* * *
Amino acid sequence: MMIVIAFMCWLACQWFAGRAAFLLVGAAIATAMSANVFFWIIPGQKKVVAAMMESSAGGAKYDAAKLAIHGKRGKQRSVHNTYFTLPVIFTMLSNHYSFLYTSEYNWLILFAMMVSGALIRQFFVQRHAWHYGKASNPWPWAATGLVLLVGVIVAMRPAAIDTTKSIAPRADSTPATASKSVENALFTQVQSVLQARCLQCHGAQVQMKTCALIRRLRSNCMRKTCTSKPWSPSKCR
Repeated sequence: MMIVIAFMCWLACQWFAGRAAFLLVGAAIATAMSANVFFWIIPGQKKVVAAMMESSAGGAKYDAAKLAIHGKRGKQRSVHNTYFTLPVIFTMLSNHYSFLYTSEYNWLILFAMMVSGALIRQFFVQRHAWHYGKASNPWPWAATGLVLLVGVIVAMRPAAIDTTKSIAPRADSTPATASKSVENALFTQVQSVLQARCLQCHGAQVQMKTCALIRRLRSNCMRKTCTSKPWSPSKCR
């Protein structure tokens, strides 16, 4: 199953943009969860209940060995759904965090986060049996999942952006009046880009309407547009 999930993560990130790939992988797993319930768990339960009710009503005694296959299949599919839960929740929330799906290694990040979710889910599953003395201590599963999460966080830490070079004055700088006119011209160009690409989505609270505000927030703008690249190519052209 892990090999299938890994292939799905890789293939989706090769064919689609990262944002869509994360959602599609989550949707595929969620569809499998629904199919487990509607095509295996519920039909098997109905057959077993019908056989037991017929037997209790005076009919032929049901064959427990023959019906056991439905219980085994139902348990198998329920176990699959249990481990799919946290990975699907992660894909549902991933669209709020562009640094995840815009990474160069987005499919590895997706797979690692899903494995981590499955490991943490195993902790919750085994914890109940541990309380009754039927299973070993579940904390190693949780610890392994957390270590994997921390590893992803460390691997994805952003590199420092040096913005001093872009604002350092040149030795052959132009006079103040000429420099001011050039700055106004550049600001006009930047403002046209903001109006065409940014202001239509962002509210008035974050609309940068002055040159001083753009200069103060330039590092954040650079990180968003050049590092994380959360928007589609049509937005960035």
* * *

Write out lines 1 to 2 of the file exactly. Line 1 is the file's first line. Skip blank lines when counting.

Amino acid sequence: MMIVIAFMCWLACQWFAGRAAFLLVGAAIATAMSANVFFWIIPGQKKVVAAMMESSAGGAKYDAAKLAIHGKRGKQRSVHNTYFTLPVIFTMLSNHYSFLYTSEYNWLILFAMMVSGALIRQFFVQRHAWHYGKASNPWPWAATGLVLLVGVIVAMRPAAIDTTKSIAPRADSTPATASKSVENALFTQVQSVLQARCLQCHGAQVQMKTCALIRRLRSNCMRKTCTSKPWSPSKCR
Repeated sequence: MMIVIAFMCWLACQWFAGRAAFLLVGAAIATAMSANVFFWIIPGQKKVVAAMMESSAGGAKYDAAKLAIHGKRGKQRSVHNTYFTLPVIFTMLSNHYSFLYTSEYNWLILFAMMVSGALIRQFFVQRHAWHYGKASNPWPWAATGLVLLVGVIVAMRPAAIDTTKSIAPRADSTPATASKSVENALFTQVQSVLQARCLQCHGAQVQMKTCALIRRLRSNCMRKTCTSKPWSPSKCR